BAD DISGUISES 2
In the 1920s, Trotsky was airbrushed out of all photographs that showed him with Lenin. We are by now so familiar with this emblematic erasure of history that in all the group photos of Soviet luminaries, we look for or anticipate the absent figure in the crowd, a spirit of Elijah, at the table but invisible. We glance over the rows of sleek faces, but are entranced more by what or who is not there than by what we see.
Airbrushing is time-consuming and a real art, and so, for the most part, when members of the Party were purged and their images proscribed, their faces were eliminated from photographs by being scratched away or defaced with ink or paint.
To remove an image or part of it from a copper plate involves physically scraping away the metal until the metal is flattened down to the depth of the line you want to remove. This involves the use of a sharp triangular tool, considerable knuckle strength and dexterity, and hard calluses on your index and middle fingers. The plate is then polished with a burnisher, a rounded smooth tool—with the same finger requirements as the scraper—to eliminate the crude marks of the scraper. But the burnished plate will now print a clean white, so the surface must be disturbed again if it is to regain the grey plate tone of the rest of the plate. I usually do this with sandpaper, the coarseness of the grit on the paper determining the depth of the plate tone. A really good etcher or engraver can make the history of this erasure invisible. I have neither the skill nor the patience for this, and reconcile myself to the claim that I prefer the plate both to contain its history and to reveal traces of it in its printing.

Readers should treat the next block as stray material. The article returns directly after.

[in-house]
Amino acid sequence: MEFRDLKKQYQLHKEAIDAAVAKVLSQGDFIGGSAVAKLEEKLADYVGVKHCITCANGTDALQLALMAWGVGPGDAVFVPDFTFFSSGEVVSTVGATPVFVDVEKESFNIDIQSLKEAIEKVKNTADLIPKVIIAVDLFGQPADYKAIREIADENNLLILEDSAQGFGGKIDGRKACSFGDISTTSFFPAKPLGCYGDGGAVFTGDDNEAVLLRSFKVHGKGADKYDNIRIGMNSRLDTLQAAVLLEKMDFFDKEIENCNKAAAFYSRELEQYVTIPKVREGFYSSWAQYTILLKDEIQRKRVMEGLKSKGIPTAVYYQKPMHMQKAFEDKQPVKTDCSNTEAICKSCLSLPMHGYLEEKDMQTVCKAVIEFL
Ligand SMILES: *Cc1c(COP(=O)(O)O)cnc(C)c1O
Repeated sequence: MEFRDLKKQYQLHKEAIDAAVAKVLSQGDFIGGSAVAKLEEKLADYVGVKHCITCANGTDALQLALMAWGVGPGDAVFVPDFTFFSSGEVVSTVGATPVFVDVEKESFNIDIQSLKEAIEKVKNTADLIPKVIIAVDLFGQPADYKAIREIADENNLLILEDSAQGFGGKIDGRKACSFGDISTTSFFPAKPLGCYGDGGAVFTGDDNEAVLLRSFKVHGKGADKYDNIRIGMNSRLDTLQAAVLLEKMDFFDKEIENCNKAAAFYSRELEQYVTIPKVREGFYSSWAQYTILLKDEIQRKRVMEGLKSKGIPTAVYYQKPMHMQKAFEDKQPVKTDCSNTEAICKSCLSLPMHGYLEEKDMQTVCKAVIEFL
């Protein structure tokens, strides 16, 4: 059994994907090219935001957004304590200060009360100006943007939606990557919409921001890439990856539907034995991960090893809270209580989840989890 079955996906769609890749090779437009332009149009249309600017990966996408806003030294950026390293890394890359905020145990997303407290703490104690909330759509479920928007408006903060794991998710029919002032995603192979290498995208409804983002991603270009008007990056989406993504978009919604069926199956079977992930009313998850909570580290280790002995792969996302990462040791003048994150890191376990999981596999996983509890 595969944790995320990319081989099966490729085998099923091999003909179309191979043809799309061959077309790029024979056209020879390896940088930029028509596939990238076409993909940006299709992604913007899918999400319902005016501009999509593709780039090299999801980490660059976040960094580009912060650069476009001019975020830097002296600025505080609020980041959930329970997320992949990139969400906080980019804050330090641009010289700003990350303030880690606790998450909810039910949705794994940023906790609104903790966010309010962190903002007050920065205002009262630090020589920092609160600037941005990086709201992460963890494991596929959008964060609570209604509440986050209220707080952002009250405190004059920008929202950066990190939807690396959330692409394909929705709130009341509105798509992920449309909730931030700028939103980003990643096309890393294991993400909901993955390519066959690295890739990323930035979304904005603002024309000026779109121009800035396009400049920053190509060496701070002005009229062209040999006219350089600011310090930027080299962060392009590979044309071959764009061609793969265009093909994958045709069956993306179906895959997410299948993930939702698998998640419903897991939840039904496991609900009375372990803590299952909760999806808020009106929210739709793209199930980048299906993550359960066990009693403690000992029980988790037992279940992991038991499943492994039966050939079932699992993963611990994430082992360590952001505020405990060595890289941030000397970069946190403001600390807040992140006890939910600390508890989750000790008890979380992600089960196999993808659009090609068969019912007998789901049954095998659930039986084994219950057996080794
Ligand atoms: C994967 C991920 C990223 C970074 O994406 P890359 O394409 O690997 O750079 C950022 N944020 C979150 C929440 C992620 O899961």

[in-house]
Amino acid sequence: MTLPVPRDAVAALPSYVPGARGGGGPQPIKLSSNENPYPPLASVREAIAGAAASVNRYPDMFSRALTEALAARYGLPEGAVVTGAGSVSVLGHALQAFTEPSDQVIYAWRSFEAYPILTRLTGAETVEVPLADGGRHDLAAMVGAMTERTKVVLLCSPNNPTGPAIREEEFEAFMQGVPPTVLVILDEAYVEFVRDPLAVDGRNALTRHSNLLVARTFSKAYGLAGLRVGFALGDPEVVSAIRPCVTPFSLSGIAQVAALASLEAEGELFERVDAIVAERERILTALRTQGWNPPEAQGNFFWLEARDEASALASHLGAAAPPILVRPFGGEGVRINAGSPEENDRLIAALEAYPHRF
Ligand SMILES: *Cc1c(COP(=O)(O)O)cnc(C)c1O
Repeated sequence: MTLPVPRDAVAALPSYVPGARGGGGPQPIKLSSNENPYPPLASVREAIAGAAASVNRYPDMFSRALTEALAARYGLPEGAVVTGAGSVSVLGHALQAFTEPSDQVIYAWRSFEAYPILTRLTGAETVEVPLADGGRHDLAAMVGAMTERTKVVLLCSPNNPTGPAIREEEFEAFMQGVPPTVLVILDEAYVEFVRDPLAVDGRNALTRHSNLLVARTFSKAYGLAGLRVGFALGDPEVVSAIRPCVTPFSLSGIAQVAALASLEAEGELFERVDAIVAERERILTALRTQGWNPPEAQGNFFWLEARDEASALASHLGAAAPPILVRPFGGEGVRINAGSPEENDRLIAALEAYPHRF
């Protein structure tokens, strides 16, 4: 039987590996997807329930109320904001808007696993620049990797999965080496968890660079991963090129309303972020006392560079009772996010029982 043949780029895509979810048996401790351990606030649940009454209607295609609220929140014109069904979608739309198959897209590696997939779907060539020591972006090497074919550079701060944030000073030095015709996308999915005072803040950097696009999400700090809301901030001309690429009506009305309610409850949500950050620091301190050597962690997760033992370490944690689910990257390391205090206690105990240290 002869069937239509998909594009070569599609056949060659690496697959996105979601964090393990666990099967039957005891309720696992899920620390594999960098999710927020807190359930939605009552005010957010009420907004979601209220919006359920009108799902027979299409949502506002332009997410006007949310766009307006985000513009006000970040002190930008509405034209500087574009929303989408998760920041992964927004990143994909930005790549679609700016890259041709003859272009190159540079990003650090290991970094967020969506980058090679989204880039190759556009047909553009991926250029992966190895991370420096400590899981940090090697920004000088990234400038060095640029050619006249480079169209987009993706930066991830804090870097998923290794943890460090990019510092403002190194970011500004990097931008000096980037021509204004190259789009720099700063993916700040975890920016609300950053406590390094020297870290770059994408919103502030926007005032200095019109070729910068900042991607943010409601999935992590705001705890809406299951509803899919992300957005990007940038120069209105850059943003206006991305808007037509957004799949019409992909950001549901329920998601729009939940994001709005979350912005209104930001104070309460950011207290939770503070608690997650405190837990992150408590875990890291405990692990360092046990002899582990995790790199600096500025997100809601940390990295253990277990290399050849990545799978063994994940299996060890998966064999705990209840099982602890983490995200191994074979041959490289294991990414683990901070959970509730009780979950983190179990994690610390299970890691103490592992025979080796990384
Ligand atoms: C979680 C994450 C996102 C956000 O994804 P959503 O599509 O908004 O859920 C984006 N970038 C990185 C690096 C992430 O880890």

This text by William Kentridge appears alongside the illustration of this print in William Kentridge Nose: Thirty Etchings, edited by Bronwyn Law-Viljoen and published by David Krut Publishing in 2010.
Nose 17, Nose 18, Nose 19, Nose 20 and Nose 21 form a miniature narrative of their own within the suite of etchings. Each print is a portrait with the face of the sitter removed in some way. In his text for each print, Kentridge provides information about who the sitter could be, although the face is not visible, playing on the common practice of erasing people from photographs that Kentridge refers to in the text for this print.